The Hindu Business Line
The medical nude is the obverse of the female body in art, thus stripping it of sexuality
Nude is the retail equivalent of naked. Kenneth Clark, sometime in the 1950s, with his art historian’s bulge, struck the keynote on that subject. “To be naked,” he said, “is to be without clothes.” What he meant, was this: nakedness is a predicament, a shaming and mortification of vanity, an embarrassment. The nude, on the other hand, is always sumptuous and seasonable, and exists only in high art and culture. And perhaps on centrefolds. There is nothing abject and vulnerable about the nude. She bears no taint of exudates and bodily secretions. She doesn’t squat, she doesn’t grunt, she doesn’t smell. She has no outré folds of flesh, no verrucae. Her skin is remorseless, and might I add, naturally, uncontrivedly hairless. Not the same for naked. You can’t render naked nude.
I’m with John Berger’s drift on the nude. “To be naked is to be oneself. To be nude is to be seen naked by others and yet not recognised for oneself. A naked body has to be seen as an object in order to become a nude. Nakedness reveals itself. Nudity has to be put on display.”
All this Western-secular / Marxist-feminist art theory name-dropping (and repetition of the hoary naked vs nude argument) is for the purpose of introducing a third category, one that submits to Berger’s theorem but lies outside art and culture and conventional mass media: the medical nude.
The reason I’m with Berger on this one is because the medical nude is seen and used as an object on display. It exists in the rich loam of the medical traditions in a triptych: the cadaveric, the scriptural and the clinical. By scriptural I mean the illustration (or photograph) that inheres as an element of the medical textbook or tract. I shall vend, dear reader, for your delectation, a small allowance of each of the three. Be your gender what it may, the principal subject of the medical nude I shall designate as the female. In doing that I’m not dicking around; I’m allying myself with the conventions of European oil paintings.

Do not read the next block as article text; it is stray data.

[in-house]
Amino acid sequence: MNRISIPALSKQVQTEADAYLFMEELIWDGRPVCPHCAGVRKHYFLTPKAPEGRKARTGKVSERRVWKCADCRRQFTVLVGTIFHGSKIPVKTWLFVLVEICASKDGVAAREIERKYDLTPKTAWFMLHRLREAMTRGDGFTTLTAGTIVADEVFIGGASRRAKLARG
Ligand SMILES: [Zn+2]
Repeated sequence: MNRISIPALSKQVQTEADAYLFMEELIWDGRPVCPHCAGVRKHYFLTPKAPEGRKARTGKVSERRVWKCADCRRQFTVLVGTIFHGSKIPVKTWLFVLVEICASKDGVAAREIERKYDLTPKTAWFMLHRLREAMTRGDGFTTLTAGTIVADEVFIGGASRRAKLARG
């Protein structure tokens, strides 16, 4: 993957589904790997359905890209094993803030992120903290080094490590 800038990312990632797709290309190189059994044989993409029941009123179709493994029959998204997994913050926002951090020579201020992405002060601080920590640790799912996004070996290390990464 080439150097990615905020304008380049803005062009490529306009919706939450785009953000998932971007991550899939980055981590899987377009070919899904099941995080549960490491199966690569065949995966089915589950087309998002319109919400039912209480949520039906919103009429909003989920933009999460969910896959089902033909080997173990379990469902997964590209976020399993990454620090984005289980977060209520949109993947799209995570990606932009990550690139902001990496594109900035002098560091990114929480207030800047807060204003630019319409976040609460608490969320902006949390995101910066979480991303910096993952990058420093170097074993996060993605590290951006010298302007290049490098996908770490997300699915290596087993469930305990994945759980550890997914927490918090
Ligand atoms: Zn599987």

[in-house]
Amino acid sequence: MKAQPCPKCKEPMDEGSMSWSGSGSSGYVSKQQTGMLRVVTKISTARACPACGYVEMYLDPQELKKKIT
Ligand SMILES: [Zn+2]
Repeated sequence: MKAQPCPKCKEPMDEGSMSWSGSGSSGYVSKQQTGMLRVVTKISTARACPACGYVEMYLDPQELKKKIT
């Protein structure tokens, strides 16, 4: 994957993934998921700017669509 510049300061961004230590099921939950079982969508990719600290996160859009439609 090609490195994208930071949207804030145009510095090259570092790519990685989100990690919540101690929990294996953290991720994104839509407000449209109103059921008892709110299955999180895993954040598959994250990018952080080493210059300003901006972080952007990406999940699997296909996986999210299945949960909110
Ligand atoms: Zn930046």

As a student of medicine, before stepping into the dissection hall, one thinks one can become something of a flâneur of bodily anatomy, with the flâneur’s disavowed responsibility to the scene. One also thinks that the study of anatomy provides a legitimising frame through which the naked body can be viewed.
The truth is that the display of a female cadaver can never become a prurient show. Cadavers are anatomical mannequins; unclaimed pauper corpses that are pulled out from formaldehyde tanks and laid out on slabs. Then dismembered and distributed amongst fellow flâneurs, to be pared down to appendages and viscera. That, I assure you, properly neuters the male gaze. Female cadavers tend not to be of exemplar proportions, don’t offer up their femininity to be surveyed. They offer their sallow leather instead, and the offal that we’re all to become. And the loss of mystery about the animal machine. The cadaveric nude is the highest, most pathetic memento mori.
In medical writ the multiply euphemised and metaphorised female genitalia are a part of the curriculum. But the textbooks mount them in a studiedly asexual manner. Which means that there is nothing erotic about an entirely naked body, thereby deconstructing libidinal assemblages of our iconography. The scriptural nude is the obverse of the classic female nude in art, where the vulva is rendered as a smooth article: the conventions and poses of art effectively sealing up all womanly orifices. In scriptural nudes one encounters openings, secretions, rugae, inflammation, effluvia. All of it frontal and banal. Photographs in medical texts are spare images of naked and sometimes faceless women: lips and nipples, bared vulvae — a typology of the sick, of pathology and disease — wholly frightful from close quarters.